Our body’s immune system is our defence against infection. When functioning well it can help keep us healthy and protect against a wide range of illnesses.
There are a number of lifestyle factors that can help keep our immune system strong, including adequate rest, regular exercise, good hygiene and decreased stress.
But there’s a growing body of evidence[i] confirming diet also has a major influence on our immune function, just as it does many other aspects of our health and physical well-being.
Benefits of good nutrition
While it’s certain our choice of diet impacts on our overall health, the interaction between diet and a healthy immune system is complex. Medical scientists are still trying to unravel how the food we eat can improve – or harm – our immune function.
Our diet can easily include too much of the wrong type of food and nutrients such as saturated fat, highly refined and high GI starchy foods, added sugar, salt too many calories for what our body’s need These can affect inflammatory processes, white blood cell function and the microbiome (the collection of microbes that naturally live on and in our bodies), which can impact the functioning of our immune system.
So, it’s not surprising that poor diets are often closely associated with poor health.
In contrast, a healthy diet will contain vegetables, fruit, nuts and legumes, seafood, and more whole foods in general, all of which have been linked with a stronger immune function and reduced disease.
The low GI link
The good news is that a healthy low GI diet will generally include high levels of fruit, vegetables, healthy fats from olive oil and fish, fibre, nuts, seeds and protein. These foods in turn contain naturally high levels of vitamin A, vitamin C, zinc, vitamin D, B6, B12, copper, folate, iron, and selenium.
It is these vitamins and minerals that help reduce inflammation in the body, promote a healthy balance of gut bacteria, reduce oxidation and cellular damage, and improve blood sugar and insulin sensitivity – all of which are known to help the immune system function at its best.[ii],[iii]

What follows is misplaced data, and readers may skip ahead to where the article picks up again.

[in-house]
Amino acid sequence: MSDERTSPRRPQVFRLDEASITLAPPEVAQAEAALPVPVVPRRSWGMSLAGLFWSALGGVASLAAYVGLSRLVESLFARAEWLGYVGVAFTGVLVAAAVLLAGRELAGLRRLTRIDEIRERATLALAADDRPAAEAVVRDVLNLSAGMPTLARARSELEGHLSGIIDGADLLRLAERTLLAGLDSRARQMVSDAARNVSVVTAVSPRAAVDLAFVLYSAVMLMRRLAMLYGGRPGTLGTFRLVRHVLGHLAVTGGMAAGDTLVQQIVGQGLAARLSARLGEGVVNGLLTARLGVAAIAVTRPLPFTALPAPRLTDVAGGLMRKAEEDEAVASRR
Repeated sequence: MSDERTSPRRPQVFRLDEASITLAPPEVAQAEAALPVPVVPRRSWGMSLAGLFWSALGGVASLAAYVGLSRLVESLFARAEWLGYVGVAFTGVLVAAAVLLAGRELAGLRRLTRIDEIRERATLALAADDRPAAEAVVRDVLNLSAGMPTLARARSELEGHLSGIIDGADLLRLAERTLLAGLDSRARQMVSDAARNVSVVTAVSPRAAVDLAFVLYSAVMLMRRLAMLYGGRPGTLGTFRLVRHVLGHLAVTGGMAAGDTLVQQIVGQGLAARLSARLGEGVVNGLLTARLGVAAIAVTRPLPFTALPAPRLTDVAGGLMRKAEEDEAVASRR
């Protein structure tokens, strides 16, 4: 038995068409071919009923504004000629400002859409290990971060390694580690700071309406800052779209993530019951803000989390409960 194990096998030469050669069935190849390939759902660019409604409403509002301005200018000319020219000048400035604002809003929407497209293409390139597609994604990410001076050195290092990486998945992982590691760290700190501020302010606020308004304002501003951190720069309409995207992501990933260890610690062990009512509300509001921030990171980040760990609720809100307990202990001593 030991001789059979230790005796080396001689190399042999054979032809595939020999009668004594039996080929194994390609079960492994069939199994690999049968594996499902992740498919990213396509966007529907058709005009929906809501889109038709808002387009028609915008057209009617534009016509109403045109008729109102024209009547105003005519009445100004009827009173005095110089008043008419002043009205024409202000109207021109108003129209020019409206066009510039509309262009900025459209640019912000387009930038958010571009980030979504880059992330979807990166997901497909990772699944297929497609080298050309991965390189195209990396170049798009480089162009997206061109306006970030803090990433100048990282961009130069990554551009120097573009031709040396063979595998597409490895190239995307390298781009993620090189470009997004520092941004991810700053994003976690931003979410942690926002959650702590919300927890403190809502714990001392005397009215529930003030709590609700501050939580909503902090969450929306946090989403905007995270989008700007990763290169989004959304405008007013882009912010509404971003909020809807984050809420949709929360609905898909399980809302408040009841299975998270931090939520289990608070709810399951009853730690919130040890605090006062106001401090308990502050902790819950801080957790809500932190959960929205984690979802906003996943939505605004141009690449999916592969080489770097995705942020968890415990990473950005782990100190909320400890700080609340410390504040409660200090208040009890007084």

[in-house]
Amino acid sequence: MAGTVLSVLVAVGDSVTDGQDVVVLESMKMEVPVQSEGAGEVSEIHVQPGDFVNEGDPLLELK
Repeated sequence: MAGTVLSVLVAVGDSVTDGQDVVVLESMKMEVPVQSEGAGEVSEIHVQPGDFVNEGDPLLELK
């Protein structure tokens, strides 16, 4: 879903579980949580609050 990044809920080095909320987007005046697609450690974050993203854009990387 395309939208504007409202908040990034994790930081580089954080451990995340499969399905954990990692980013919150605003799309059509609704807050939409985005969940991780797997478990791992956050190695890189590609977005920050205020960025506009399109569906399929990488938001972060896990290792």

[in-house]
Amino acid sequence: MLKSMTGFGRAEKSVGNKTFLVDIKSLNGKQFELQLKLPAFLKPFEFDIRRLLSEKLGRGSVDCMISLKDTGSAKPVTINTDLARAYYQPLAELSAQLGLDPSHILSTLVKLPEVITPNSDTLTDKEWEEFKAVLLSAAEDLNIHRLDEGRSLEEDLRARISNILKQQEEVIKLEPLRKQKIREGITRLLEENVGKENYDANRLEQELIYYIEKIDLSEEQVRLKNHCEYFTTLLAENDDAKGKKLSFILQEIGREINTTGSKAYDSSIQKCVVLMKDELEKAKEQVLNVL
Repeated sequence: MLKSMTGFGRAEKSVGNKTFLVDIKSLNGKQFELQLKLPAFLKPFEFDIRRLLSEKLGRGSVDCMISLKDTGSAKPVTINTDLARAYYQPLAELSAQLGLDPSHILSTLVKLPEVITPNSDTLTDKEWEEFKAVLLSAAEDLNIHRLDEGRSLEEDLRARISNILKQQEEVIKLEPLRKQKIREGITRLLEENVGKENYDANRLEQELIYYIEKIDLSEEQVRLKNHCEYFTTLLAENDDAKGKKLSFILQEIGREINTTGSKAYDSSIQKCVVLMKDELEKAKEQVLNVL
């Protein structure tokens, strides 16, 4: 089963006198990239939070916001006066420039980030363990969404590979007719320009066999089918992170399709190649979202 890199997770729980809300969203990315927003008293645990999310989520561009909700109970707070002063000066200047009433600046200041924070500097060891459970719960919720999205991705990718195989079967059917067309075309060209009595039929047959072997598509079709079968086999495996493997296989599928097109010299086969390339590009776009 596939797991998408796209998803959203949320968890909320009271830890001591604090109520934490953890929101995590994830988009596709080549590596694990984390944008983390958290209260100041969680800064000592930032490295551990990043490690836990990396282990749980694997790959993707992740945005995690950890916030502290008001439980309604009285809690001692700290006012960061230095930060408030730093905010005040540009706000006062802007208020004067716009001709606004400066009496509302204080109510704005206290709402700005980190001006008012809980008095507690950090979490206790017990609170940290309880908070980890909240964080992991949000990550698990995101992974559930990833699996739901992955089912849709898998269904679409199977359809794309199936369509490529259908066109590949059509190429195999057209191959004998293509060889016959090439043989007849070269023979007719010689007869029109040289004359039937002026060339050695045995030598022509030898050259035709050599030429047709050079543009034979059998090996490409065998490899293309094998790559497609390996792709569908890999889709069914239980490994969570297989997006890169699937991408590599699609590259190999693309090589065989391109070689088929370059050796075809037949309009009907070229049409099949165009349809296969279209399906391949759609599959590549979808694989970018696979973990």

Poor nutrition is associated with decreased immune health. Including key nutrients as part of a well-balanced low Gi diet may improve and maintain your immune health
- Vitamin A – keeps the skin, stomach, intestine and respiratory system healthy and helps regulate the immune system and fight infection
- Vitamin D – activates and regulates immune cells
- Vitamin C – helps build healthy skin and protect cells from damage, due to antioxidant properties
- Vitamin E – protects immune cells from damage, due to antioxidant properties
- Protein – helps build antibodies and immune cell to help healing and recovery
- Zinc – helps generate new immune cells to help wound healing
Health benefits of a low Gi diet
The science of Gi is constantly evolving. Researchers are now seeing that a low Gi diet could also be beneficial for managing or preventing health conditions such as cognitive performance, skin health, reducing the risk of some cancers, improving eye health, and managing gestational diabetes and the symptoms of poly-cystic ovary syndrome.
Research shows a low GI diet can reduce the risk of developing significant health problems and is a simple and effective way to:
- Manage weight by controlling appetite and delaying hunger
- Fuel the body for sustained energy
- Improve pregnancy outcomes
- Reduce the risk of developing type 2 diabetes and heart disease
- Improve concentration
- Increase physical performance by extending endurance
- Reduce breast cancer risk
- Manage Poly-cystic Ovarian Syndrome (PCOS)
- Decrease the risk of common diabetic complications
- Feel fuller for longer
- Benefit eye health and prevent age-related macular degeneration (AMD), a leading cause of blindness
- Reduce acne
Making low GI choices doesn’t require a dramatic change to your regular diet. It can be achieved by a simple swap from one high GI food to a low GI food at every meal.
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